Loss of HOXD10 expression induced by upregulation of miR-10b accelerates the migration and invasion activities of ovarian cancer cells

  • Authors:
    • Ikue Nakayama
    • Masahiko Shibazaki
    • Akiko Yashima-Abo
    • Fumiharu Miura
    • Toru Sugiyama
    • Tomoyuki Masuda
    • Chihaya Maesawa
  • View Affiliations

  • Published online on: May 13, 2013     https://doi.org/10.3892/ijo.2013.1935
  • Pages: 63-71
Metrics: HTML 0 views | PDF 0 views     Cited By (CrossRef): 0 citations

Abstract

Small and large non-coding RNAs (ncRNAs) contribute to the acquisition of aggressive tumor behavior in diverse human malignancies. Two types of ncRNAs, miRNA‑10b (miR-10b) and homemobox (HOX) transcript antisense RNA (HOTAIR), can suppress the translation of the HOXD10 gene, an mRNA encoding a transcriptional repressor that inhibits the expression of cell migration/invasion-associated genes. Using epithelial ovarian cancer cell lines and primary tumors, we investigated whether miR‑10b and/or HOTAIR can regulate the expression of HOXD10, and whether it permits gain of pro‑metastatic gene products, matrix metallopeptidase 14 (MMP14) and ras homolog family member C (RHOC). Overexpression of miR-10b induced a decrease in HOXD10 protein expression, and upregulated the migration and invasion abilities in ovarian cancer cell lines (P<0.05). In these cells, a significant increase of MMP14 and RHOC protein was observed. No significant upregulation of the HOXD10 protein was observed in cells with the treatment of HOTAIR-siRNA. Positive signals for HOXD10 and MMP14 proteins were observed in 47 (69%) and 25 (37%) of 68 patients with epithelial ovarian cancers. An inverse correlation between HOXD10 and MMP14 immunoreactivities was observed (P<0.05), and miR-10b expression was also inversely correlated with HOXD10 protein expression (P<0.05). These results suggested that downregulation of HOXD10 expression by miR-10b overexpression may induce an increase of pro-metastatic gene products, such as MMP14 and RHOC, and contribute to the acquisition of metastatic phenotypes in epithelial ovarian cancer cells.

Introduction

Ovarian cancer has the highest mortality rate of all gynecologic tumors and represents the fifth leading cause of cancer death for women in the United States. More than 70% of patients present with disease that has spread beyond the ovaries (1). Ovarian cancer is a highly metastatic disease characterized by intraperitoneal spread (2,3). As disseminated ovarian cancer is usually confined to the surface epithelium within the peritoneal cavity, processes such as cell adhesion, migration, intraperitoneal invasion and proliferation likely play a predominant role in ovarian cancer pathobiology (4). Therefore, the development of more effective treatments for inhibition of invasion/metastasis is urgently needed in patients with advanced ovarian cancer.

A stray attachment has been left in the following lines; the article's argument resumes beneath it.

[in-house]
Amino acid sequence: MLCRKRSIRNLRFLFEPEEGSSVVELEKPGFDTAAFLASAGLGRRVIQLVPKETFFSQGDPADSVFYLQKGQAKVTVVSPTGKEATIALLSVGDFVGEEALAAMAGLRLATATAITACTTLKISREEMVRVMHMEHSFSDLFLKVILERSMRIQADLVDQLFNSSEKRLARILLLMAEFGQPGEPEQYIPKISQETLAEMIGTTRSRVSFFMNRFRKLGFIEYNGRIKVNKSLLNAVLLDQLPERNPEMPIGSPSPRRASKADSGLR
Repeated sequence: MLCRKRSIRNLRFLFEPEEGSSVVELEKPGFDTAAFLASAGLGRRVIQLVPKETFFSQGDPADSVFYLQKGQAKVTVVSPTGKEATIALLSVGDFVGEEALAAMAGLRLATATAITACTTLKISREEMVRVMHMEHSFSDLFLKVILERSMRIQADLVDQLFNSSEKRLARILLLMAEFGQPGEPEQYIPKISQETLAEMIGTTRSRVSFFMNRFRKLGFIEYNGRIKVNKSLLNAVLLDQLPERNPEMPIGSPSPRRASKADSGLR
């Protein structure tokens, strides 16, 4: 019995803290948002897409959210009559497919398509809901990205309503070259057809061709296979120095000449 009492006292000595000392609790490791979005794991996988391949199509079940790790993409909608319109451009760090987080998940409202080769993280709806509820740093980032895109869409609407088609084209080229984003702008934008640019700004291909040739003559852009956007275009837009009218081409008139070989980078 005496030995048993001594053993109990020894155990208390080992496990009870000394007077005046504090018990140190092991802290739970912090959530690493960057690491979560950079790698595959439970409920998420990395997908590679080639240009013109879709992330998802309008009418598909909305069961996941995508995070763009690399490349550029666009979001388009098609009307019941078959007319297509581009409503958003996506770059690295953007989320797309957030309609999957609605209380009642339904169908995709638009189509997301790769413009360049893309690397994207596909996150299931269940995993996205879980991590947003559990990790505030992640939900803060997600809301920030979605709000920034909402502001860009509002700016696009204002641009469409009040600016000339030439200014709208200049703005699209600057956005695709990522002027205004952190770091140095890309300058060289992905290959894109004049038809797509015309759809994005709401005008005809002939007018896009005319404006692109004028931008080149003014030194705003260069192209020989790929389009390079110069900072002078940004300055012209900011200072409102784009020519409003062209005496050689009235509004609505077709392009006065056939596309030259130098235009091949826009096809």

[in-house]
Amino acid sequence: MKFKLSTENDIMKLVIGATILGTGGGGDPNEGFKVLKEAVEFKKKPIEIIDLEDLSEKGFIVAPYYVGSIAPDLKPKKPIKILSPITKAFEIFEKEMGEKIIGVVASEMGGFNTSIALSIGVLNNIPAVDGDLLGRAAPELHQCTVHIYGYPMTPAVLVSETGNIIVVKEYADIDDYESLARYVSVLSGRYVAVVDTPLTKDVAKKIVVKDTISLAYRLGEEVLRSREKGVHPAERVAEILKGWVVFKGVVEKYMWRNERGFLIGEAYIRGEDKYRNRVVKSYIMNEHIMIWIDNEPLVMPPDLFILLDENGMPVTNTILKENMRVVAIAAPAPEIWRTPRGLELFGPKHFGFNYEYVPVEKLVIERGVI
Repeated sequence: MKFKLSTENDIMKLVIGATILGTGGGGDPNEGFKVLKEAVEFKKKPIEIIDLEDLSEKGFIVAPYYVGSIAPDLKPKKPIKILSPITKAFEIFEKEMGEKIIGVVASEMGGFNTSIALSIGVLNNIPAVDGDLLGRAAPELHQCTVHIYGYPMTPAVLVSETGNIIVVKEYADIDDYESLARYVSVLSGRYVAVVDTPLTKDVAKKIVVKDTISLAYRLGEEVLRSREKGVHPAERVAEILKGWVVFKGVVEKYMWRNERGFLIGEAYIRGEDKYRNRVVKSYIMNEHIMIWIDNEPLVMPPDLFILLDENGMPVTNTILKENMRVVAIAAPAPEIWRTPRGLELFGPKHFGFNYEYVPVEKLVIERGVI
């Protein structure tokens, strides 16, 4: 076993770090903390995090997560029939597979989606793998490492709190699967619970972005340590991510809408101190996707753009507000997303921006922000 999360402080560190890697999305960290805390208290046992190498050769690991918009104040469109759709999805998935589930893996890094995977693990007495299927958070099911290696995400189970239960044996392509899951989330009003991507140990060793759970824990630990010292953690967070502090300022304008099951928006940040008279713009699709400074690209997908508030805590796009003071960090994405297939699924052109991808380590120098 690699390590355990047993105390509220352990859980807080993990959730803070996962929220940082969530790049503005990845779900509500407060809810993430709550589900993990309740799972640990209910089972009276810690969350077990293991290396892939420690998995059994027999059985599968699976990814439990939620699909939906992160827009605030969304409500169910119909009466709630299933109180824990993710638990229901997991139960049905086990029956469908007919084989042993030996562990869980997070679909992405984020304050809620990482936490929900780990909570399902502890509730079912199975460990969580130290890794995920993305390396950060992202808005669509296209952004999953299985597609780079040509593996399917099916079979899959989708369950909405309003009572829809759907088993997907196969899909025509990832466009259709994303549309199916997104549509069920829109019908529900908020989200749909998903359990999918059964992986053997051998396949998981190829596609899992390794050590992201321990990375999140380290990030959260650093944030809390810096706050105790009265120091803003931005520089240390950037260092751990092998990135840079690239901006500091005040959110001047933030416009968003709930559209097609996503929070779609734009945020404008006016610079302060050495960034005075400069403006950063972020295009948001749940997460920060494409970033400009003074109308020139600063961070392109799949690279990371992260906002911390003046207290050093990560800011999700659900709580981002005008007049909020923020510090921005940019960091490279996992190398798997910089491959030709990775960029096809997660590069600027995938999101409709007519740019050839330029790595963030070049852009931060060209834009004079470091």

Molecular characterization of ovarian cancer makes it possible to develop multiple therapeutic approaches targeting various aspects of the malignancy and to expand the currently available treatment options (5). These include inhibitors of poly (ADP-ribose) polymerase (PARP) (68), histone deacetylases (HDACs) (911), ERBB family receptors (12,13), heat shock proteins (HSPs) (14), mechanistic target of rapamycin (mTOR)/ hypoxia inducible factor (HIF) (12,15,16) and vascular endothelial growth factor (VEGF) (8,11,12). Some of these approaches might inhibit the migration and invasion of ovarian cancer cells through direct and/or indirect pathways, and their application to management of patients with advanced-stage ovarian cancer is anticipated. However, it has been shown that the efficacy of each agent is limited to a subset of patients exhibiting abnormalities specific to each target molecule. Intensive searches for other candidate molecules involved in the metastatic process are continuing, with the aim of utilizing them for personalized therapy of patients with advanced ovarian cancer (8,12,17).